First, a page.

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I've got an app that gets information from a SOAP web service and I want to display the results in a UITableView.

I had a previous version of this app and I'm creating a new version to basically clean things up and get rid of a bunch of legacy code that's deprecated and no longer used.

In the previous version, this worked well. In the new version, not so much.

Basically, the current scenario is returning 3 strings that I'm trying to use as the basis for the data in my UITableView.

I'm struggling with this issue because it's so stinkin' hard to track down EXC_BAD_ACCESS errors!

(Parenthetically, if someone has a way to make the debug experience more like Visual Studio, I'd love to hear it! It's so frustrating to not have any idea which line caused the error, and also to not be able to look through my local variables at the time of the crash to see what's what. I've already added in the exception breakpoint, but that doesn't seem to do much.)

Anyway, the line that's causing the error APPEARS to be:

return [[self Libraries] count];

It occurs in tableView:numberOfRowsInSection:.

The error message I get APPEARS to reference a string that should be stored in the NSMutableArray [self Libraries].

What's going on here?
I'm using ARC, so shouldn't all of my memory management be correctly handled?
I don't have any manual release statements in my code ANYWHERE!

Please help me fix this!

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ARC only simplifies memory management. It does not take over completely for you. –  Jonathan Grynspan Oct 29 '11 at 16:40
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Boy, that's an unhelpful comment. How does that even point me toward solving my problem? Basically, my questions is this: How can I be over-releasing something WHEN I HAVE ABSOLUTELY ZERO release STATEMENTS IN MY CODE? Thanks! –  mbm29414 Oct 29 '11 at 16:47
    
I've been using Instruments to take a look at this silliness. Basically, it appears that a particular method will sometimes do a retain/release, but sometimes it does a retain/release/release. I'm assuming this is where the problem lies, but I can't figure out how to determine WHERE that problem is occurring. Also, [object retainCount] is forbidden using ARC. How, then, do I track this error better? –  mbm29414 Oct 29 '11 at 18:40
    
You have no release statements in your code because GCC put them there for you. You still have to know where they would otherwise go. –  Jonathan Grynspan Oct 29 '11 at 18:58
    
@Jonathan Grynspan While your intent is good: "learn more" that partially applies here because ARC does do things that we programmers can't, particularly when returning autoreleased objects. What would probably help a lot is for the OP to study the ARC documentation, not dissimilar to your advice. In particular following naming conventions are mandatory for ARC to be successful and the OP is at least in some instances ignoring them. –  Zaph Oct 29 '11 at 19:29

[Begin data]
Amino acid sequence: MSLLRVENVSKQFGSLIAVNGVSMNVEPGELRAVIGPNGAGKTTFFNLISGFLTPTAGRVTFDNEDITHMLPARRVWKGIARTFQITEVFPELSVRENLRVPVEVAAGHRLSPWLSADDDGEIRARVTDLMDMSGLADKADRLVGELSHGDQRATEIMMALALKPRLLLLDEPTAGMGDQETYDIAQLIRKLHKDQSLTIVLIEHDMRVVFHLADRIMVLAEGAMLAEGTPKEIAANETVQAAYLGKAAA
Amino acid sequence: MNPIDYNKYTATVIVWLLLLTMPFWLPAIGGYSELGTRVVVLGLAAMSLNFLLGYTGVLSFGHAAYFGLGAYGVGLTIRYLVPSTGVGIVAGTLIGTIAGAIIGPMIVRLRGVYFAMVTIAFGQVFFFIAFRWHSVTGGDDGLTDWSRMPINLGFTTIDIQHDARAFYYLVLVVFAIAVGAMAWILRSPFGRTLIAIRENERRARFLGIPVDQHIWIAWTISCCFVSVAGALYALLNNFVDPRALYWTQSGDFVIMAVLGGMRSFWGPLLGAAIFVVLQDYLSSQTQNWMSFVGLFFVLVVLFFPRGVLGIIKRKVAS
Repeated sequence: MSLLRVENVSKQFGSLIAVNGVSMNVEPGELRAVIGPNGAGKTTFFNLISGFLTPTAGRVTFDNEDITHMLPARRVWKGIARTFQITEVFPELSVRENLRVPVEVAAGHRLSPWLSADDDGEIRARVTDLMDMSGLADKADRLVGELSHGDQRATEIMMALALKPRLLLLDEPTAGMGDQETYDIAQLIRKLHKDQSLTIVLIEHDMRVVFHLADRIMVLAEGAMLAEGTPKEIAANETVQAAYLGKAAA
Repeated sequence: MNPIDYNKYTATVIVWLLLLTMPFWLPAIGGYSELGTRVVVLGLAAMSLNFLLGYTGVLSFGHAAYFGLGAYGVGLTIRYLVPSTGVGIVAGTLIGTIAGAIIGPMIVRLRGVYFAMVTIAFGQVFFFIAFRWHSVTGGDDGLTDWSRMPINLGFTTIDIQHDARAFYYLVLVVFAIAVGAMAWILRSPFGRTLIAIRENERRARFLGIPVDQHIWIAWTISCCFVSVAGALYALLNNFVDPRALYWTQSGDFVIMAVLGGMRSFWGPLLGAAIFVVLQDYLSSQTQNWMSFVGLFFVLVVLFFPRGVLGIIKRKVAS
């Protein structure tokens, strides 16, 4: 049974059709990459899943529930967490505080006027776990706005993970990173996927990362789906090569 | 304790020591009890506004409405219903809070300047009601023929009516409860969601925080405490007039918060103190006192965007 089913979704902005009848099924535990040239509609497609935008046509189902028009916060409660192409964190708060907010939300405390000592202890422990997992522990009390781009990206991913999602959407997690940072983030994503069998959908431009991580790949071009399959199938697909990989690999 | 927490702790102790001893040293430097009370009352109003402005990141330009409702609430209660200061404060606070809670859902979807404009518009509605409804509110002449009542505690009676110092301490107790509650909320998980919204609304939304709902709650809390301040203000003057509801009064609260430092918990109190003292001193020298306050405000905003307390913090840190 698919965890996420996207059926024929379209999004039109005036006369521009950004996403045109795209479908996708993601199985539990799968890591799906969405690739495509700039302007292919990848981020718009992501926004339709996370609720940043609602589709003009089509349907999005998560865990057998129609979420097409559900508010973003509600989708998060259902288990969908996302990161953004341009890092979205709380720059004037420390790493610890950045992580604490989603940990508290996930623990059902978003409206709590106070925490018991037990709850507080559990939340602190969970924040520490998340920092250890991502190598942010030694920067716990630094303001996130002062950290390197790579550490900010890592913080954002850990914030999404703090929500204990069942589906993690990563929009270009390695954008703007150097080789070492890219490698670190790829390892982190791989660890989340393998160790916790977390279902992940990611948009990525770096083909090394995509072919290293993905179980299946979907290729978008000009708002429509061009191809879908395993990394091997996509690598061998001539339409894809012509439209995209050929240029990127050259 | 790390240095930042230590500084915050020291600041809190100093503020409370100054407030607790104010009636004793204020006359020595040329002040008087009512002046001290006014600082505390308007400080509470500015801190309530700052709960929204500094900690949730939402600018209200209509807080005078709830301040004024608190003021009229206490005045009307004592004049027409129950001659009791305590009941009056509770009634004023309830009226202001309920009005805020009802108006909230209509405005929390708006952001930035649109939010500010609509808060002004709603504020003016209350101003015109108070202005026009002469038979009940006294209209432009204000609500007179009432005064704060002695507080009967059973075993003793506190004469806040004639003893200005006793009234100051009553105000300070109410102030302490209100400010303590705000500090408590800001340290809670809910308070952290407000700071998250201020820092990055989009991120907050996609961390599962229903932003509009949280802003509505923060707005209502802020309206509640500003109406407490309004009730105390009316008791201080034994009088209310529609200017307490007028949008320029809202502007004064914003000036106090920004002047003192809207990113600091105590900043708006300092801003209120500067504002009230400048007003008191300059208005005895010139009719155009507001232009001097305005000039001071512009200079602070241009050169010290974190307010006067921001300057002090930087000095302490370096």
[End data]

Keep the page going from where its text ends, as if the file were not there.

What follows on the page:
3 Answers 3

up vote 23 down vote accepted

Set NSZombieEnabled, MallocStackLogging, and guard malloc in the debugger. Then, when your App crashes, type this in the gdb console:

(gdb) info malloc-history 0x543216

Replace 0x543216 with the address of the object that caused the crash, and you will get a much more useful stack trace and it should help you pinpoint the exact line in your code that is causing the problem.

See this article for more detailed instructions.

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2  
This was helpful to me in tracking down exactly which line/variable was causing the crash, so thanks! –  mbm29414 Oct 30 '11 at 19:51
    
@mbm30075 - Np, Glad I could help! –  chown Oct 30 '11 at 20:43
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Anyone know how to do this with LLDB? –  Stian Høiland Mar 8 '13 at 10:03
    
@StianHøiland did you ever figure out a similar option for LLDB? –  Hankinsoft Jan 31 '14 at 16:57
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Link to LLDB version: stackoverflow.com/questions/9738994/… –  Aleksandar Vacic Jul 14 '14 at 18:21

ARC relies on the Apple standard/recommended naming practices. Check that you are not violating any of them.

Just for starters, if "Libraries" is an instance there are are naming issues.

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As I mentioned above, I didn't see this naming convention rule. Can you post a link to where you found it? Thanks! –  mbm29414 Oct 30 '11 at 19:52
    
See: Coding Guidelines for Cocoa –  Zaph Oct 30 '11 at 19:55

OK, so I feel a little bit silly, but I've got two production machines. On one of them, I had installed a copy of Xcode 4.2 beta alongside the final, production copy. I forgot to uninstall the beta copy and was using it to run my code. As soon as I cleared that up and ran my code against the final, released Xcode 4.2, all works fine again.

As I mentioned to Jonathan Grynspan above, I DO understand Obj-C memory management. For some reason, I was getting a retain/release/release (performed by ARC), and that bug is remedied in the final version.

Thanks for the help in tracking this down! At least I got a definitive answer to WHY the problem existed!

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